Cloud-hosted files or local storage? This basically comes down to "who owns the bits?" When consumers buy MP3s online, those files typically reside on the local system, where they can be copied to an iPhone, burned onto a CD, backed up, renamed, and so on. But when people buy comics from an online distributor like ComiXology, the content is hosted on the cloud and the end user license agreement (EULA) only grants the consumer the right to view, not own, the files. This is in many ways more convenient, since the licensed user can view their titles across multiple platforms and devices without having to synchronize or copy files from one place to another. But if ownership is restricted, shouldn’t that affect pricing? Also, cloud-based models tilt the market toward big, confidence-inspiring players. Why would users trust cloud-based content providers who could vanish overnight—with their paid content—if business or regulatory conditions change?
Standalone apps or "Newsstand"? From an architectural standpoint, there’s no reason why every magazine, textbook, comic, and e-book couldn’t be its own app, built on a custom platform with its own space on the device desktop. But as a practical matter, it’s more convenient to have content aggregated into libraries and available through a consistent application context and user experience. This dichotomy is reflected in the digital comics landscape, where periodical comics from multiple publishers are mostly through distributors like ComiXology, Graphicly, and iVerse, while graphic novels are often built as standalone apps or through publisher-specific applications. Which model prevails depends on whether consumers prefer the convenience of a single environment or the choices inherent in a diversity of technologies.
Creator-friendly terms or restrictive EULA? Digital publishing is a huge boon for independent authors and adventurous readers. Over the past year, we’ve seen self-published e-books and comics top the Kindle best-seller lists as Amazon rolled out its online publishing initiatives. Last week Graphicly made a very public bid for cartoonists to self-publish on their platform. But when Apple included authoring tools in its iBook 2.0 announcement, the EULA contained a bunch of restrictive language reserving Apple’s right to not only reject submissions to its store, but also to prevent authors from selling rejected titles anywhere. As the market consolidates, will digital distributors reconstruct the barriers to entry and unfavorable business terms for authors that they eliminate by doing away with traditional publishers?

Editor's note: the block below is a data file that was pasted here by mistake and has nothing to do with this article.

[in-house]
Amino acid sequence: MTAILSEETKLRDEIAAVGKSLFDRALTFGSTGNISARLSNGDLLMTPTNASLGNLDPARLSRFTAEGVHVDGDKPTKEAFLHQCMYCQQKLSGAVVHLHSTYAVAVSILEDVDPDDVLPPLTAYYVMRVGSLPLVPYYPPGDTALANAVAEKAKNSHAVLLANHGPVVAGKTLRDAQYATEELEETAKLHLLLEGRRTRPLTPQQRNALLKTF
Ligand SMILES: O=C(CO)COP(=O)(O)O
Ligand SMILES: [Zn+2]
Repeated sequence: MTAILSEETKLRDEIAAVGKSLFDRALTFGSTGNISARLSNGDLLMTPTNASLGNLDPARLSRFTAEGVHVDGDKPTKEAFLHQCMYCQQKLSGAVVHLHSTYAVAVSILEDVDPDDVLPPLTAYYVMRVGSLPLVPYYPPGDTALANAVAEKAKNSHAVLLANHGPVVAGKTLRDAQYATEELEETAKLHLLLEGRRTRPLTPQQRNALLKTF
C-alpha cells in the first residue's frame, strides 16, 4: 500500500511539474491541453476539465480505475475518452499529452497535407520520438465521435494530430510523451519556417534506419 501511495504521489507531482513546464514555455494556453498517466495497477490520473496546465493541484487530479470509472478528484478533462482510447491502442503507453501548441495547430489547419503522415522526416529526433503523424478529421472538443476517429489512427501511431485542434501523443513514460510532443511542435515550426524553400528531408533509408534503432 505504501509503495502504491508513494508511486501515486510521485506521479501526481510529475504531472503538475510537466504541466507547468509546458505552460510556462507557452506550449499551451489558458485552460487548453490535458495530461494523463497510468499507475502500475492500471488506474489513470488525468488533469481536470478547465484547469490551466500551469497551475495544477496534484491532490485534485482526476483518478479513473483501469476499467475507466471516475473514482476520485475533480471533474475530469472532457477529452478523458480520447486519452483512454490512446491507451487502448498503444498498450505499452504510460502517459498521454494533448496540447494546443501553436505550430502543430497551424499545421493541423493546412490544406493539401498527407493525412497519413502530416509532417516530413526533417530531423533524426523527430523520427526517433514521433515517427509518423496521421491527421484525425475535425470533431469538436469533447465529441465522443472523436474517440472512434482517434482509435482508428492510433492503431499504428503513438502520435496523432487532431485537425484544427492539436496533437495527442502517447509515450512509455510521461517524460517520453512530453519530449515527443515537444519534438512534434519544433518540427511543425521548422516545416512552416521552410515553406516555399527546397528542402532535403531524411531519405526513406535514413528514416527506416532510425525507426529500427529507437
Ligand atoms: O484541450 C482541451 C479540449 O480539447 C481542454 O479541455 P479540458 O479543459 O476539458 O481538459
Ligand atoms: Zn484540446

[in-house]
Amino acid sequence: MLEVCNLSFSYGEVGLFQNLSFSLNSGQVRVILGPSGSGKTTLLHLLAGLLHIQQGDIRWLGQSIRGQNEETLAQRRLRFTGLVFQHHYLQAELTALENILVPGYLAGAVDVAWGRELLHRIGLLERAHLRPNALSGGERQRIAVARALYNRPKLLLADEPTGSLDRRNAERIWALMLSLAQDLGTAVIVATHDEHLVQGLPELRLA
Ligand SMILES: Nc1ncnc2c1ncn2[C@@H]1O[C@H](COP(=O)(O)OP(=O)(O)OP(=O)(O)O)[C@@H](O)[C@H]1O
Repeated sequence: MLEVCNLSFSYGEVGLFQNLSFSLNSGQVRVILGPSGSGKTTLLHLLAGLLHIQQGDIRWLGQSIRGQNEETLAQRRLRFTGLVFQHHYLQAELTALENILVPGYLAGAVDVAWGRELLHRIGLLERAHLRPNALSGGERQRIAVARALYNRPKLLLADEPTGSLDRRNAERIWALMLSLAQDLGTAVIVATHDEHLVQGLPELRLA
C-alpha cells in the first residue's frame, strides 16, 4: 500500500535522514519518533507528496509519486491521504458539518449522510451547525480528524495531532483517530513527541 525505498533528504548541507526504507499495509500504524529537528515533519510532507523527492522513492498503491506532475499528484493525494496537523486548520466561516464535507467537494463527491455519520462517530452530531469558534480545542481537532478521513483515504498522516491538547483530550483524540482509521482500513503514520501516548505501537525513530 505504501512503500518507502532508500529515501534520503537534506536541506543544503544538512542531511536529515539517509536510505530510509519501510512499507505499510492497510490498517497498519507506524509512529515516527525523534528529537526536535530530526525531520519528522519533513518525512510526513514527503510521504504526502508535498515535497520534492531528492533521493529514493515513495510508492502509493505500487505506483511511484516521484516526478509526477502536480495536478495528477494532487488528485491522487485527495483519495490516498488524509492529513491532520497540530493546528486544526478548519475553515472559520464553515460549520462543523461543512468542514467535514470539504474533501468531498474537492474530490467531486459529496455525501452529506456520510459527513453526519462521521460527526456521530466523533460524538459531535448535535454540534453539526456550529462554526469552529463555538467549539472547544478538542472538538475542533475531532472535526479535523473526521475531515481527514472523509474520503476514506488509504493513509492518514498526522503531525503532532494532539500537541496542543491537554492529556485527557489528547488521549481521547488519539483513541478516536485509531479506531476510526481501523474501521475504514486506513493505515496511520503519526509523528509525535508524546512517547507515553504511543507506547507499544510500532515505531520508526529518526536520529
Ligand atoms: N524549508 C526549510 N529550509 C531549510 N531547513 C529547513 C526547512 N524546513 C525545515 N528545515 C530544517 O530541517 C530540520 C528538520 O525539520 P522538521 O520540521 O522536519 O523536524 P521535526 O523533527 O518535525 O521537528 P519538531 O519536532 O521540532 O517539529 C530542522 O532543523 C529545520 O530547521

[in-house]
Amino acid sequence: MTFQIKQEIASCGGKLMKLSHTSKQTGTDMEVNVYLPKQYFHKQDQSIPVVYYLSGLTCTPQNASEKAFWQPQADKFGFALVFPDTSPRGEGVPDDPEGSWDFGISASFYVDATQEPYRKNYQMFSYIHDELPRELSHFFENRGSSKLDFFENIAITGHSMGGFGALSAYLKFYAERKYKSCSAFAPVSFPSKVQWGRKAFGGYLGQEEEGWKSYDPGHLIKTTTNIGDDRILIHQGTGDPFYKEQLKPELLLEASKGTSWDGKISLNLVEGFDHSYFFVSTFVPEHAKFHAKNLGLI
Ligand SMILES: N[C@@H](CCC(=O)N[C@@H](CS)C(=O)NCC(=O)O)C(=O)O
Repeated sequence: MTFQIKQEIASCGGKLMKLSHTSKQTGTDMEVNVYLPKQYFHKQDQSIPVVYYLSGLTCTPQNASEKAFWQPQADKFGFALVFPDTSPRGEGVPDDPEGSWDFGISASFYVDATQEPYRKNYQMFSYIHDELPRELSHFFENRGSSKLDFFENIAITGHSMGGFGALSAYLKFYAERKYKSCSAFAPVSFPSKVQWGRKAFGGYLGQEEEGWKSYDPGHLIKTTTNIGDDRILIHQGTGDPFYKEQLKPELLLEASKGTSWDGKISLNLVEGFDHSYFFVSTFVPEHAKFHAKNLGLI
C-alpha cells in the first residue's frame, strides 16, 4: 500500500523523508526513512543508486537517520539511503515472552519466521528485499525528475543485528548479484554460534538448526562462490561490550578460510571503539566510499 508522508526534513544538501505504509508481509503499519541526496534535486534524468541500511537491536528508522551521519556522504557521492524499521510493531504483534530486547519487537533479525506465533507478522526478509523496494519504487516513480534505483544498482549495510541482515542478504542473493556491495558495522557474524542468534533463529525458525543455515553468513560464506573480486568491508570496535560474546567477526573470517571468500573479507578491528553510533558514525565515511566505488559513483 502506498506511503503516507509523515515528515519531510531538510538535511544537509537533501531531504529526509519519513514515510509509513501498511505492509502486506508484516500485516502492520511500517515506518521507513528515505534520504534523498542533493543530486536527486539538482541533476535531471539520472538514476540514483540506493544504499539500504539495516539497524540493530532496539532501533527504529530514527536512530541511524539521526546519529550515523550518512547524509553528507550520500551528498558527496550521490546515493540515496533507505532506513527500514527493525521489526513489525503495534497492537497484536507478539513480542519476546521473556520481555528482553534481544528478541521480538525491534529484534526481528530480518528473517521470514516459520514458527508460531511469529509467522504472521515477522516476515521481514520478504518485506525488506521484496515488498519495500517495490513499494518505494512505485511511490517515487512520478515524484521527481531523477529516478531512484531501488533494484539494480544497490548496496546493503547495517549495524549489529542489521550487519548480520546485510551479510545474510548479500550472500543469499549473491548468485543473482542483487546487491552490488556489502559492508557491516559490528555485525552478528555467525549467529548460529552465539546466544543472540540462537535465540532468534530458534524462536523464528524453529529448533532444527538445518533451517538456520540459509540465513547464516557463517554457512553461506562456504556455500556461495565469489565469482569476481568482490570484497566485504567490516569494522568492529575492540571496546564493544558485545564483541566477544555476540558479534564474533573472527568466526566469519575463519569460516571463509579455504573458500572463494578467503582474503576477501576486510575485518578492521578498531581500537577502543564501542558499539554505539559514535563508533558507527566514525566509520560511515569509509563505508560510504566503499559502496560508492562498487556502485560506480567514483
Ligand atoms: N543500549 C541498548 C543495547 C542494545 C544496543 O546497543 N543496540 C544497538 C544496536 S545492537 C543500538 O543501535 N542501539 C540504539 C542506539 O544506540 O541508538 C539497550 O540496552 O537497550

Format integrity or media evolution? Digital distribution famously represents the convergence of all media (text, graphics, audio, video, interactive) on a single platform, freeing books from the tyranny of ink and paper. This of course opens up new ways to make content more timely, collaborative, and compelling, which is part of what makes Apple’s foray into textbooks so transformative. It also begs the question of whether there is any value to maintaining the integrity of the print medium, with its linearity, static design, and reliance on 26 characters in various permutations to create mental rather than literal images. That is perhaps the greatest uncertainty of all, and one which awaits everyone once the business issues of digital publishing have been resolved.
Rob Salkowitz is author of Young World Rising: How Youth, Technology and Entrepreneurship are Changing the World from the Bottom Up. His new book, Comic-Con and the Business of Pop Culture, will be published by McGraw-Hill in 2012.
[Image: Flickr user travis_warren123]